“I worry more that we’re moving into a world where, yes, technology enables us to keep spending regardless of what happens with Covid. That keeps the overall economy going but it means also you could permanently eliminate some jobs more rapidly,” said Diane Swonk, chief economist at Grant Thornton.

Swonk said a bigger Covid outbreak could trigger behavior from consumers that could impact spending and slow growth.

“I would expect people could delay and defer which will elongate the recovery,” she said. “Disruptions that were once outliers and now normal.”

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Israel to give Pfizer Covid booster shots to elderly

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A man receives his third dose of COVID19 vaccine at Sheba Medical Center on July 14, 2021 in Ramat Gan, Israel.

Amir Levy | Getty Images

Israeli health officials plan to offer booster shots of the PfizerBioNTech Covid-19 vaccine to people over age 60 as the shot’s effectiveness appears to wane as the delta variant spreads across the world, NBC News confirmed Thursday.

The heads of health maintenance organizations that have been administering the Pfizer vaccine will begin administering third shots Sunday, according to NBC News. The booster shots are available for patients above 60 who have already received their second shot at least five months earlier.

The country’s Health Ministry reported last week that the two-dose vaccine is now just 39% effective in Israel where the highly transmissible delta variant is the dominant strain. The shot still works very well in preventing people from getting seriously sick, Israeli officials said, demonstrating 88% effectiveness against hospitalization and 91% effectiveness against severe illness.

The data out of Israel, which began vaccinating its population ahead of many other countries, is bolstering arguments from drugmakers that people will eventually need to get booster shots to protect against emerging variants.

Pfizer CEO Albert Bourla on Wednesday doubled down on his comments that people will need a third dose of the vaccine to maintain its high level of protection against the virus. The U.S. drugmaker published new data Wednesday from a company-funded study that showed the vaccine’s efficacy dropped to about 84% after four to six months.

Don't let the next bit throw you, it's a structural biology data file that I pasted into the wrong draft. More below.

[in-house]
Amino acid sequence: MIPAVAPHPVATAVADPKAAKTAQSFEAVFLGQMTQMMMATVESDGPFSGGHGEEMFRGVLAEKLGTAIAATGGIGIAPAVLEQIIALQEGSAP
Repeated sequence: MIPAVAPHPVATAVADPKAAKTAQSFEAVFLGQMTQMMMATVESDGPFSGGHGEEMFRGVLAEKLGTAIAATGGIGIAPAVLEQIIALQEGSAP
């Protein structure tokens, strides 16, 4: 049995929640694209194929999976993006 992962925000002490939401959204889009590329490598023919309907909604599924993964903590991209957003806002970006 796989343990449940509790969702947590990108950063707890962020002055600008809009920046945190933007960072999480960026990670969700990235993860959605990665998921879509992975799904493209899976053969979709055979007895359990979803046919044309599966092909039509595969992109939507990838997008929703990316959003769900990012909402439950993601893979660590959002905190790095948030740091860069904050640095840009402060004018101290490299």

“We have seen also data from Israel that there is a waning of immunity and that starts impacting what used to be what was 100% against hospitalization. Now, after the six-month period, is becoming low 90s and mid-to-high 80s,” Bourla said on CNBC’s “The Exchange.”

The Centers for Disease Control and Prevention, the Food and Drug Administration and the World Health Organization have said they don’t recommend Covid booster shots at this time, citing a lack of data. U.S. and world health officials have said they are looking at the Israeli research, which was not peer-reviewed and was scant on details.

“We have to be mindful that, with time, the effectiveness of these vaccines may wane,” Dr. Isaac Bogoch, an infectious disease professor at the University of Toronto, said in a recent interview.

He stressed that the shots still appear to be highly effective in preventing severe infection, helping hospital systems not get too overwhelmed heading into the colder months. That being said, “we’re still in the Covid era and anything can happen,” he said.

“We have to be prepared and we have to be nimble that people may need a booster at some point,” he added. “This close surveillance that’s happening in countries like Israel, the U.K. and other parts of the world is going to be very helpful in driving policy if and when we do need boosters.

Israel’s plans to boost its population come two days after the CDC reversed course on its prior guidance and recommended fully vaccinated Americans who live in areas with high Covid infection rates begin to wear face masks indoors again. The guidelines cover about two-thirds of the U.S. population, according to a CNBC analysis.

While the delta variant is hitting unvaccinated people the hardest, some vaccinated people could be carrying higher levels of the virus than previously understood and are potentially transmitting it to others, CDC Director Dr. Rochelle Walensky said Tuesday.

Walensky added new data shows the variant behaves “uniquely differently from past strains of the virus,” indicating that some vaccinated people infected with the delta variant “may be contagious and spread the virus to others.”

“This pandemic continues to pose a serious threat to the health of all Americans,” Walensky told reporters on a call. “Today, we have new science related to the delta variant that requires us to update the guidance regarding what you can do when you are fully vaccinated.”

– CNBC’s Kevin Stankiewicz contributed to this report.

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Stock starts trading on the Nasdaq

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Baiju Bhatt and Vlad Tenev attend Robinhood Markets IPO Listing Day on July 29, 2021 in New York City.

Cindy Ord | Getty Images

Shares of Robinhood slipped as much as 10% during its Nasdaq debut on Thursday, after pricing shares at the low end of the IPO range.

The online brokerage started trading on the Nasdaq at $38 per share, the low end of its range, valuing the company at roughly $32 billion. At $35, Robinhood’s market capitalization is about $29 billion.

Trading for the first time under ticker HOOD, the online brokerage hit the public markets it seeks to democratize for amateur investors.